Russia Orders Another 92 Su-34 Strike Fighters

AIN Defense Perspective » March 9, 2012
su-34
Russia has boosted production of the Su-34 strike fighter. (Photo: Vladimir Karnozov)
March 9, 2012, 4:00 PM

A follow-on order for 92 aircraft has boosted production of the Sukhoi Su-34 strike fighter. Russian defense minister Anatoly Serdyukov and Sukhoi general director Igor Azar signed the contract on March 1. The Russian MoD signed for 32 Su-34s in 2008, of which 10 have been delivered so far. The air force expects 12 more this year. Production at the NAPO plant in Novosibirsk will now continue through 2020.

The new contract is “one of the largest state orders for aviation equipment finalized so far within the framework of the Weapons Program 2011-2020,” said Serdyukov. He further said the Su-34 will replace aging Su-24 frontal bombers.

Mikhail Pogosyan, president of Russia’s United Aircraft (Sukhoi’s parent company), noted that the Russian air force completed acceptance trials of the Su-34 and declared the type combat ready last September. NAPO handed over four new Su-34s to the air force last December. Last month the Western District of the Russian Armed Forces reported that it had formed its first Su-34 squadron at Voronezh air force base, equipped with 10 aircraft.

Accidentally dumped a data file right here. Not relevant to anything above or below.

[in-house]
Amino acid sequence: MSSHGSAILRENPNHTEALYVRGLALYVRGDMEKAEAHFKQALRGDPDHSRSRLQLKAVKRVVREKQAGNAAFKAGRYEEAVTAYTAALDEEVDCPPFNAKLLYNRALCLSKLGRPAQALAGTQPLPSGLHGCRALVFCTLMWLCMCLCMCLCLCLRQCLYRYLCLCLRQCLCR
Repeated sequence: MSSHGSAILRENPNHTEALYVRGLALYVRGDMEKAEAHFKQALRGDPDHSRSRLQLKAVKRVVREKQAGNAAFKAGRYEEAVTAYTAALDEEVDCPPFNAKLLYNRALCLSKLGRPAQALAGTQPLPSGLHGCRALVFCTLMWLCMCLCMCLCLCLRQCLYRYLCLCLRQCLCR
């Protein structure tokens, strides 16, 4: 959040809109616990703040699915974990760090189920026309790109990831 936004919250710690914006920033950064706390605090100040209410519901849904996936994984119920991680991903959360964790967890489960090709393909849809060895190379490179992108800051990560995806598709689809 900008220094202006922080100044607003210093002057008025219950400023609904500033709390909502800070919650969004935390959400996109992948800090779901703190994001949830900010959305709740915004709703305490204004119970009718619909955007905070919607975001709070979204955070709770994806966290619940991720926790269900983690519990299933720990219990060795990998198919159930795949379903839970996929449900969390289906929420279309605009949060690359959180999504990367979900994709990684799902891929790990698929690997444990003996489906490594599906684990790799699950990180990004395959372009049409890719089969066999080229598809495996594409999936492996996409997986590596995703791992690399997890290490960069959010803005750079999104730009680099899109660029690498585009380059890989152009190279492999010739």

A two-crew design with side-by-side seating, the Su-34 (Western reporting name Fullback) has been developed over a 20-year period from the Su-27. It performs all-weather day or night strikes on land, sea and aerial targets using guided weapons and bombs. It features “active flight safety,” with trajectory-calculating computers ensuring safe maneuvering and weapons release while avoiding flight into terrain. Among other capabilities, flight crews of the first squadron have mastered the techniques required to fire at four targets simultaneously, the Western district reported.

The air force has installed new ground training facilities incorporating “modern technologies” at Voronezh AFB, according to the Western District. They include an advanced, networked tactical system that collects, processes and displays information about aircraft and helicopters operating in the area from three observation posts equipped with modern radar, optical sensors and recorders. The system monitors mock combat or real combat sorties. In training mode, the system monitors the status of air-launched weapons and training targets in the nearby firing range.

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